How do stomach bugs come about in the first place?
Although you may not be caring, as all you want to focus on is getting better and forgetting about the ridiculous amount of time you spent in the bathroom, there are a number of different bugs that could have made you ill.
Firstly, there are viral infections, such as norovirus. Commonly known as the ‘winter vomiting bug,’ norovirus is contagious and pretty common in both children and adults alike. Then, there are the bacterial infections to be aware of too. Common strains include salmonella, campylobacter or e coli. Although some strains occur naturally in our digestive tract already, some of the most harmful strains can be spread from animals or faeces (lovely), to us through food or infected surfaces and make us quite ill.
What effects do bugs have on your system?
Initially – diarrhoea galore!
When it comes to most infections, whether they are viral or bacterial in nature, the first few days are often the worst and we can be left feeling quite poorly. You may suffer from vomiting, diarrhoea or both, alongside some other common symptoms including fever or headaches.
Depending on the type of bug, symptoms may only last for 24 hours. You may be lucky enough and symptoms may pass as quickly as they came on. In other cases, the infection may be slightly more stubborn and symptoms may trouble you for up to a week or two before they eventually start to dissipate.
Sometime after – you may still be suffering from the effects!
Although on average, stomach bug symptoms tend to last for 2-5 days, what your doctor may not be telling you is that the effects of infections may be much longer lived than we might have expected. Let me explain in more detail, why this might be the case:
They could have an effect on stomach acid levels
Again, this depends on the type of infection and the underlying cause, but it’s possible that some types of bacterial infections could have an adverse effect on our stomach acid.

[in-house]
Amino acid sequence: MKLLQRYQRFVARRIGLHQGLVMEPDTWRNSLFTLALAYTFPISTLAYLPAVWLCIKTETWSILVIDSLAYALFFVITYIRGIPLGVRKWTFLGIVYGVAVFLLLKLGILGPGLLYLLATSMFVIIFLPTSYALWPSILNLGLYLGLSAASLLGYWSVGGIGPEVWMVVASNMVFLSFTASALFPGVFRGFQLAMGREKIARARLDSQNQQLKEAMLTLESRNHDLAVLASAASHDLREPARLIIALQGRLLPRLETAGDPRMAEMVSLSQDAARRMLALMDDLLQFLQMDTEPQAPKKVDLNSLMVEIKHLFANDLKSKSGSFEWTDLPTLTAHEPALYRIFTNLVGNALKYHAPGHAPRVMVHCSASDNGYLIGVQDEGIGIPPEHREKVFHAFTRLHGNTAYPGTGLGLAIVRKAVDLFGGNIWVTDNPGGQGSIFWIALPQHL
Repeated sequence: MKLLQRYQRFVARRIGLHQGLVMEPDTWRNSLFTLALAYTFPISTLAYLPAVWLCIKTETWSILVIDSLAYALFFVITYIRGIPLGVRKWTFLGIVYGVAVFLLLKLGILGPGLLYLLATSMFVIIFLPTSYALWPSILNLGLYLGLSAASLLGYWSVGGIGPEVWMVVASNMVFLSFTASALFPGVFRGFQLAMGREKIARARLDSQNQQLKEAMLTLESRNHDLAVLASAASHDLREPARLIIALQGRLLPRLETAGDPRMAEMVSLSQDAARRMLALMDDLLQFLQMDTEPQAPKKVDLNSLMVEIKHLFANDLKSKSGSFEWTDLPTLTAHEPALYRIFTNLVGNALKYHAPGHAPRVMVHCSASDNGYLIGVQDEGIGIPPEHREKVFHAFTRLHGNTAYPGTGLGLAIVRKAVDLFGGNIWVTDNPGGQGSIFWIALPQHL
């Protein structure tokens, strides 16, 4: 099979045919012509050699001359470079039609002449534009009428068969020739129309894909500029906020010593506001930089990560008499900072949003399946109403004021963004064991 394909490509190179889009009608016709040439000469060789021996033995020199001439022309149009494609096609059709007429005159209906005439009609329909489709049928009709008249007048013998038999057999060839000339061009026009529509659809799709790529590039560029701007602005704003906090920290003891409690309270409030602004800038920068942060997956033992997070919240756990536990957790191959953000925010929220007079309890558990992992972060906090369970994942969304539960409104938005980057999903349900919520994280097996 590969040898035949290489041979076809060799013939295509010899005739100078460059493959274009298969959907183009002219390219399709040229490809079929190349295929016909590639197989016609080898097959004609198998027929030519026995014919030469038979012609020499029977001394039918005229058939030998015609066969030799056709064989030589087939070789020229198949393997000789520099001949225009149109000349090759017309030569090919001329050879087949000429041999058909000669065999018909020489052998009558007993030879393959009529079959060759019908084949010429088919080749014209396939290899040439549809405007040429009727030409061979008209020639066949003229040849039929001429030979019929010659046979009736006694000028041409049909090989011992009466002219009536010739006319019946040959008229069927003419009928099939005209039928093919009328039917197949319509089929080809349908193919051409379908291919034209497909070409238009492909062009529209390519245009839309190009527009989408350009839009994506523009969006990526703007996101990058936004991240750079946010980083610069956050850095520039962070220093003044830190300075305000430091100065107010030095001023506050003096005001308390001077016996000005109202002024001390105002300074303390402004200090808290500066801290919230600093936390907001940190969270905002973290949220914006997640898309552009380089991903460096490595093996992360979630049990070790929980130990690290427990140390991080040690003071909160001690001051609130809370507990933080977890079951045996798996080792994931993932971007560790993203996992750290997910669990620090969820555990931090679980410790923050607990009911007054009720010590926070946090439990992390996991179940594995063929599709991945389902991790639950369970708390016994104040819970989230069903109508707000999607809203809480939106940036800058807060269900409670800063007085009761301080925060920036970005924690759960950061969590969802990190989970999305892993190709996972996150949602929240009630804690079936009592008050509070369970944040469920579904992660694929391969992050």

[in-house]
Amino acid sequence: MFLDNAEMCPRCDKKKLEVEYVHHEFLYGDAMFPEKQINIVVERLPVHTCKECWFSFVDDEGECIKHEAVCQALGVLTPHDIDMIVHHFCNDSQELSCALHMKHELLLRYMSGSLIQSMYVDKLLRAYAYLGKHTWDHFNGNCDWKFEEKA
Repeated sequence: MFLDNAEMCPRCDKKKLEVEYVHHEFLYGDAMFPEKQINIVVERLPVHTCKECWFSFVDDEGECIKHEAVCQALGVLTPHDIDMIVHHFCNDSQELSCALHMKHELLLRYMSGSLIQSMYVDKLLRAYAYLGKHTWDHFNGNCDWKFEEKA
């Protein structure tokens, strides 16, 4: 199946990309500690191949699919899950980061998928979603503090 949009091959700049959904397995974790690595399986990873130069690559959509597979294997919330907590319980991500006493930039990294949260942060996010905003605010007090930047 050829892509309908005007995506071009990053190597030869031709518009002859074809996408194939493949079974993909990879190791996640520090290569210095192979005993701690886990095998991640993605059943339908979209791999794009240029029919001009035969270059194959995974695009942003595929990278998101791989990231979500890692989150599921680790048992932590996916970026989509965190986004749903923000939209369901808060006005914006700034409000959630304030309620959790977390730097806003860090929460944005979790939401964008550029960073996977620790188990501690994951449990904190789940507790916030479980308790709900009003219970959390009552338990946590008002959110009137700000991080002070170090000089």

As much as stomach acid often gets a bad rap, we really need sufficient levels, especially when it comes to bad bacteria! These bacteria are smart little critters, they know this and they can have an influence on their local environment in order to help improve their chances of survival.
Take H. Pylori, for example. Firstly, once they’ve successfully infected you, they can burrow deep into the lining of your stomach where they lie protected by a neutral mucous layer which acts as a prefect shield against the harsh, acidic environment of your stomach. Now as is clear from this, the bacteria don’t tend to like the acidic contents of your stomach very much, and worryingly over time, they may have the ability to influence the levels of your secretions to better support their own existence.
Long-term, these infections can potentially reduce stomach secretions, which as we’re gradually learning can give rise to a whole host of everyday symptoms including acid reflux or heartburn, and in the long-term, may make you more vulnerable to subsequent infections and even affect your nutrient status.
They can have negative effects on the balance of bacteria in your gut
Naturally, we have billions of bacteria lining our digestive tract and believe it or not, we have both good and bad types that reside there – and that’s ok. What’s important is the balance in which they exist.
If our good bacteria are on the low side (and this won’t be helped by other contributing factors such as weak stomach acid), then the bad bacteria can more easily become established and start to exert their unfavourable effects. Infections will initially create an influx of bad bacteria, but over time, our stomach acid, good bacteria and immune cells should be working hard to get things back under control. So, although the acute symptoms may initially disappear, the fear is that our balance of gut bacteria doesn’t quite recover longer-term and milder symptoms may still trouble us such as a lack of appetite, nausea, acid reflux, bloating, or altered bowel habits.
Follow my advice to get you back on track
Initially, especially if you’re quite ill, we’d recommend you go to your doctor for a check up. In some cases, especially if it’s a viral infection that’s at play, your GP will advise that you rest up, keep properly hydrated and let it run its course. If a bacterial infection is at the root of the cause instead, they may prescribe you a course of antibiotics to help get things under control.